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The Vietnam conflict spread dissension into every corner of our political and cultural environment and shattered the foreign policy consensus that had guided US relations since World War II. The initial combined effort of the United States and South Vietnam to defeat the insurgency was the Strategic Hamlet Program. This monograph argues that the Strategic Hamlet Program failed due to the absence of an operational link between strategic concept and tactical execution.
The monograph initially reviews the strategic context that existed in South Vietnam during the critical period of 1961-1963, that window in time in which the United States first became an active and full-fledged ally of the South Vietnamese. This review establishes that the two partners held very different perspectives on the conflict and had different objectives in mind when they entered into the Strategic Hamlet Program as a combined effort.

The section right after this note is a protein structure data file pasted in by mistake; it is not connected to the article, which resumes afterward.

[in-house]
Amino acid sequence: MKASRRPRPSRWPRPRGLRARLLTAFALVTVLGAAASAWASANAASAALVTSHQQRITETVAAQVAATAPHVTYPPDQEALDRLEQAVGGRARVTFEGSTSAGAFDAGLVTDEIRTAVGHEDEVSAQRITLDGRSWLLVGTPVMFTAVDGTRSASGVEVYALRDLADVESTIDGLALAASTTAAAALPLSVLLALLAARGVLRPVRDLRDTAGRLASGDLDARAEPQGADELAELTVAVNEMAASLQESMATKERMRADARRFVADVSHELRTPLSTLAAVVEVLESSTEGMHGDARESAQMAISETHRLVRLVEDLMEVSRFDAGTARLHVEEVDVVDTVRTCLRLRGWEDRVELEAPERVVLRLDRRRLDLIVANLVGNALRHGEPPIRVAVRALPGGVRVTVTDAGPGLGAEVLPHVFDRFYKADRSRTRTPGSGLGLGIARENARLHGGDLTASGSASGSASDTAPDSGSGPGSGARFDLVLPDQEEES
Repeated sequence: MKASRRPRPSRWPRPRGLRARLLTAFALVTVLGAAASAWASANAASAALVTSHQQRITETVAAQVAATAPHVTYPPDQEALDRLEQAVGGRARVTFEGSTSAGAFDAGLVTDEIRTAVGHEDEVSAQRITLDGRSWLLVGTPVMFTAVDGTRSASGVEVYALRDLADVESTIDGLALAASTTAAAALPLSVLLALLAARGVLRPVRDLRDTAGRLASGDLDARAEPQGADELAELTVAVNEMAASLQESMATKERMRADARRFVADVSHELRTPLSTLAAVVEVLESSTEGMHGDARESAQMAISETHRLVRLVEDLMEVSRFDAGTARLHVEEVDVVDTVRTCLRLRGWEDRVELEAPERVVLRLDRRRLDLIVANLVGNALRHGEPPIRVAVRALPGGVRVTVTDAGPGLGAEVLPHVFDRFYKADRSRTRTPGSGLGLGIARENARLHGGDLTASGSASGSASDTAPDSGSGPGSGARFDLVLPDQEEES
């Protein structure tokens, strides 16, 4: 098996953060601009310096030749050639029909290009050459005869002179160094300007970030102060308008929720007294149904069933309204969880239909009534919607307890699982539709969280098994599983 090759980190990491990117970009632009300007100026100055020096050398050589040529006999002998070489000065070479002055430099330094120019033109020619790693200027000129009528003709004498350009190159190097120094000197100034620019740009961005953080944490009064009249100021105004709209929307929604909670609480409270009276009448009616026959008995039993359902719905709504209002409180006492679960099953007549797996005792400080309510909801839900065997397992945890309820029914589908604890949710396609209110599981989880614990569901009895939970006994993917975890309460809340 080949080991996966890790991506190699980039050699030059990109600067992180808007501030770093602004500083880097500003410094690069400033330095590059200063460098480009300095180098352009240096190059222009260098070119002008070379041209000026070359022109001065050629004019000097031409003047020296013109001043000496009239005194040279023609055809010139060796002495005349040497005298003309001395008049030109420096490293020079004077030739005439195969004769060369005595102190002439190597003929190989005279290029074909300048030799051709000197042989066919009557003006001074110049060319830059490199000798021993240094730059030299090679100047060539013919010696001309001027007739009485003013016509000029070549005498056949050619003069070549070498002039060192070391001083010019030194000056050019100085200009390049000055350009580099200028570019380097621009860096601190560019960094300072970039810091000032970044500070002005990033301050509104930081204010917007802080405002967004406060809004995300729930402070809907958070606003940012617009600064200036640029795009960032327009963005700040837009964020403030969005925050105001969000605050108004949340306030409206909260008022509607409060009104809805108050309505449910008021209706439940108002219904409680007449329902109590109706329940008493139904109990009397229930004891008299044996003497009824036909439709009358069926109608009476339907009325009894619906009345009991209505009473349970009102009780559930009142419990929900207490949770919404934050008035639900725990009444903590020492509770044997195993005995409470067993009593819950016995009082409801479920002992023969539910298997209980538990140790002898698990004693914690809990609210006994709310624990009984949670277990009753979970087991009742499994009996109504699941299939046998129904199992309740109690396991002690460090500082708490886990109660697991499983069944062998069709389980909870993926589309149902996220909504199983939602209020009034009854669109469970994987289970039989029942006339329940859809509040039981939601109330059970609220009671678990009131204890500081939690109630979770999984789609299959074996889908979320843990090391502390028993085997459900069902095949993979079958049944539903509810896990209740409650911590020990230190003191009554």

The author identifies four principal lessons. First, one should avoid attempting to accomplish significant political or social reforms while simultaneously trying to conduct a major counter insurgency operation. Second, for a program to be effective, there is an absolute requirement to establish an operational link between strategic concept and tactical execution. Third, there exists an inherent “influence dilemma” that every third party must face in a counter insurgency effort. Finally, every insurgency/counterinsurgency is unique and must be and judged on its own merits.
The monograph concludes by arguing that the strategic hamlet approach does have utility as a general counterinsurgency strategy in certain types of situations and suggests encadrement as a means for attaining the critical all-requirement for local security in such an effort.